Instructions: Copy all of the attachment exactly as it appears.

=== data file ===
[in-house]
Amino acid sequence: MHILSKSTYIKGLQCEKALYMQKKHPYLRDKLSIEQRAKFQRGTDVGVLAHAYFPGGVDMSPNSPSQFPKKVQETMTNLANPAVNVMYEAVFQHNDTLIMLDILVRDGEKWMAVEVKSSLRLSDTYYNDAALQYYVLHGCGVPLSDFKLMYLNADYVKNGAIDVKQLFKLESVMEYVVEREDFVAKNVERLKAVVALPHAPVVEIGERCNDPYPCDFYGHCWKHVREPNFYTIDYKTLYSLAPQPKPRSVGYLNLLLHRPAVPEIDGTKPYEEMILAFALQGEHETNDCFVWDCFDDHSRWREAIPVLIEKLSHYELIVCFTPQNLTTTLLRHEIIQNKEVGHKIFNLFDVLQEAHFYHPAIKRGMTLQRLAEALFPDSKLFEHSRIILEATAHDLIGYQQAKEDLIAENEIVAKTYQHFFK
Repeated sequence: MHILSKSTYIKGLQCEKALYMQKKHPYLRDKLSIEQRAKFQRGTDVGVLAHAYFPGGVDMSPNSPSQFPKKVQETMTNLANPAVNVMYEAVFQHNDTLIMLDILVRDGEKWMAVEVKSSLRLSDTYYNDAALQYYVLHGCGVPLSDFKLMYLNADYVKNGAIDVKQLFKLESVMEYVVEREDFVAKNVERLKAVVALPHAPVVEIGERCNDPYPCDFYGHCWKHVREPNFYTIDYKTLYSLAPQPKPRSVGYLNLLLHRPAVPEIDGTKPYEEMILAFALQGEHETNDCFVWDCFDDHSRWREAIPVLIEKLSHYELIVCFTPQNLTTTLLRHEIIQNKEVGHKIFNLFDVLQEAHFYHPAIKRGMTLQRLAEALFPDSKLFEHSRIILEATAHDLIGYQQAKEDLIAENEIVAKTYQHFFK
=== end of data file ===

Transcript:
[in-house]
Amino acid sequence: MHILSKSTYIKGLQCEKALYMQKKHPYLRDKLSIEQRAKFQRGTDVGVLAHAYFPGGVDMSPNSPSQFPKKVQETMTNLANPAVNVMYEAVFQHNDTLIMLDILVRDGEKWMAVEVKSSLRLSDTYYNDAALQYYVLHGCGVPLSDFKLMYLNADYVKNGAIDVKQLFKLESVMEYVVEREDFVAKNVERLKAVVALPHAPVVEIGERCNDPYPCDFYGHCWKHVREPNFYTIDYKTLYSLAPQPKPRSVGYLNLLLHRPAVPEIDGTKPYEEMILAFALQGEHETNDCFVWDCFDDHSRWREAIPVLIEKLSHYELIVCFTPQNLTTTLLRHEIIQNKEVGHKIFNLFDVLQEAHFYHPAIKRGMTLQRLAEALFPDSKLFEHSRIILEATAHDLIGYQQAKEDLIAENEIVAKTYQHFFK
Repeated sequence: MHILSKSTYIKGLQCEKALYMQKKHPYLRDKLSIEQRAKFQRGTDVGVLAHAYFPGGVDMSPNSPSQFPKKVQETMTNLANPAVNVMYEAVFQHNDTLIMLDILVRDGEKWMAVEVKSSLRLSDTYYNDAALQYYVLHGCGVPLSDFKLMYLNADYVKNGAIDVKQLFKLESVMEYVVEREDFVAKNVERLKAVVALPHAPVVEIGERCNDPYPCDFYGHCWKHVREPNFYTIDYKTLYSLAPQPKPRSVGYLNLLLHRPAVPEIDGTKPYEEMILAFALQGEHETNDCFVWDCFDDHSRWREAIPVLIEKLSHYELIVCFTPQNLTTTLLRHEIIQNKEVGHKIFNLFDVLQEAHFYHPAIKRGMTLQRLAEALFPDSKLFEHSRIILEATAHDLIGYQQAKEDLIAENEIVAKTYQHFFK